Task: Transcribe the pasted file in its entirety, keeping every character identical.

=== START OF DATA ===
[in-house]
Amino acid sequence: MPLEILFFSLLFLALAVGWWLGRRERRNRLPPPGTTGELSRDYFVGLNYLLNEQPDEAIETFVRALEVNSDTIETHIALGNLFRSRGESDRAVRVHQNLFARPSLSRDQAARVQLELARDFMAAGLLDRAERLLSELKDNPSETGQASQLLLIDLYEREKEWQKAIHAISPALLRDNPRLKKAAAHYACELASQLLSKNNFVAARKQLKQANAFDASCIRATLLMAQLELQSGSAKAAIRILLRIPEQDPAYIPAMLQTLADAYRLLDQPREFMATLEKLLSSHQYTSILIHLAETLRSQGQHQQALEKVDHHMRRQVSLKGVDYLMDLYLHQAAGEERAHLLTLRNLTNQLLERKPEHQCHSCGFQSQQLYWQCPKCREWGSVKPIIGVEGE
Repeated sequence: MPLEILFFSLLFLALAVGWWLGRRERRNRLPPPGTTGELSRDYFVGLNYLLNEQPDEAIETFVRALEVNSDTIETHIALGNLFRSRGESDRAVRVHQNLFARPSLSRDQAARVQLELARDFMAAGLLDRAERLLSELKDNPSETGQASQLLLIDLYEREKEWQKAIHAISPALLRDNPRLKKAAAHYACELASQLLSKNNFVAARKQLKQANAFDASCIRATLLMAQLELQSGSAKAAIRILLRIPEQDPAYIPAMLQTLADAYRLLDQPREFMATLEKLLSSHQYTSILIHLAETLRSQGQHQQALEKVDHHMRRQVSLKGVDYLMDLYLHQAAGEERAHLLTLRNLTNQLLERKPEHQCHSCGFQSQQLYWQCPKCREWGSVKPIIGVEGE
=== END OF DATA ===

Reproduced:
[in-house]
Amino acid sequence: MPLEILFFSLLFLALAVGWWLGRRERRNRLPPPGTTGELSRDYFVGLNYLLNEQPDEAIETFVRALEVNSDTIETHIALGNLFRSRGESDRAVRVHQNLFARPSLSRDQAARVQLELARDFMAAGLLDRAERLLSELKDNPSETGQASQLLLIDLYEREKEWQKAIHAISPALLRDNPRLKKAAAHYACELASQLLSKNNFVAARKQLKQANAFDASCIRATLLMAQLELQSGSAKAAIRILLRIPEQDPAYIPAMLQTLADAYRLLDQPREFMATLEKLLSSHQYTSILIHLAETLRSQGQHQQALEKVDHHMRRQVSLKGVDYLMDLYLHQAAGEERAHLLTLRNLTNQLLERKPEHQCHSCGFQSQQLYWQCPKCREWGSVKPIIGVEGE
Repeated sequence: MPLEILFFSLLFLALAVGWWLGRRERRNRLPPPGTTGELSRDYFVGLNYLLNEQPDEAIETFVRALEVNSDTIETHIALGNLFRSRGESDRAVRVHQNLFARPSLSRDQAARVQLELARDFMAAGLLDRAERLLSELKDNPSETGQASQLLLIDLYEREKEWQKAIHAISPALLRDNPRLKKAAAHYACELASQLLSKNNFVAARKQLKQANAFDASCIRATLLMAQLELQSGSAKAAIRILLRIPEQDPAYIPAMLQTLADAYRLLDQPREFMATLEKLLSSHQYTSILIHLAETLRSQGQHQQALEKVDHHMRRQVSLKGVDYLMDLYLHQAAGEERAHLLTLRNLTNQLLERKPEHQCHSCGFQSQQLYWQCPKCREWGSVKPIIGVEGE